At Delhi Trading Academy, you will learn the best strategies on how to read charts once you choose them. Delhi Trading Academy offers the best stock trading courses in Gurgaon and you will surely won’t regret choosing them for stock market trading analysis and learning the basic to advanced concepts that every trader needs. So, start your investing journey by choosing Delhi Trading Academy!


The best operating hours of the stock market are from morning 9.15 to afternoon 3.30 on weekdays. But you may also trade after hours and place AMO (after-market orders) if you fail to sell or purchase during work hours.

A fresher or beginner trader may trade in unlisted stocks, but financial professionals recommend against them. Unlisted stocks are not with the market authority- the Securities and Exchange Board of India, so it is not safe to invest in them.

The portfolio must not be over-diversified as it does not provide any results, and it becomes hard to keep a check on all the stocks. Also, the portfolio must not be only concentrated in one or two stocks as a tremendous price fall of one stock may adversely impact the overall portfolio performance. Investors should have 8-10 stocks in the portfolio based on the investment amount.

It is based on whether the person is choosing the stock for long-term investment or trading. If the person is trading in stocks, then there is no requirement to spend ample of time on fundamentals. Individuals must read trends, patterns, and charts and get involved in the day-to-day market updates.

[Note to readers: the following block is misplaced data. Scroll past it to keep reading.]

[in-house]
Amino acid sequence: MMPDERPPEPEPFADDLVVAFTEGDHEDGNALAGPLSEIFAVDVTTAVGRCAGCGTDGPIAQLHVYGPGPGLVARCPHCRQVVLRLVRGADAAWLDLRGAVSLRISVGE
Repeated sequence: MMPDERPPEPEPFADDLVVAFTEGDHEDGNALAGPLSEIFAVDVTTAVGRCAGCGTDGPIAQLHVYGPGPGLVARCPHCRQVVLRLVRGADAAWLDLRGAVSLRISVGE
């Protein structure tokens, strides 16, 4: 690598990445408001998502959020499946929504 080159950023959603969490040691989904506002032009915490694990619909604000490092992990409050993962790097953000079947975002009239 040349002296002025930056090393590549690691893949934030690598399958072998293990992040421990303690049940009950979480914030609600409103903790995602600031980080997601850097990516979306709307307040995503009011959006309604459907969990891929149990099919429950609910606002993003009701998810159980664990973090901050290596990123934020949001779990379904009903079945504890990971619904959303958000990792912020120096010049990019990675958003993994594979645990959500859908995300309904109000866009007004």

If the individual is investing for the long term, then more time should be devoted to studying the stocks. It is crucial to check the company fundamentals, financial statements, management, and competitors if the investment is more than a year’s time.

If the market is at a peak or high, then you should observe and study stocks. If the investors are ready to invest and find good stocks, then eliminate lump sum investment. It may decrease the chances of purchasing stocks at a high cost.

The small-cap market grows fast compared to blue-chip companies. There are many hidden gems in the small-cap market that are yet to be explored. Large-cap companies have already proved their reputation in the market.

The stock quality plays a crucial role than the company size. There are many large-cap companies that are constantly providing good returns to the shareholders. Investing in small caps is no doubt more profitable than large caps only if the future clients and fundamentals of the business look promising.

One may find all the details about the company that includes price to earnings ratio, financial records, dividend history, company size, revenue growth and more on the verified websites of reliable stock exchanges BSE and NSE. You may find the details on the website of the company.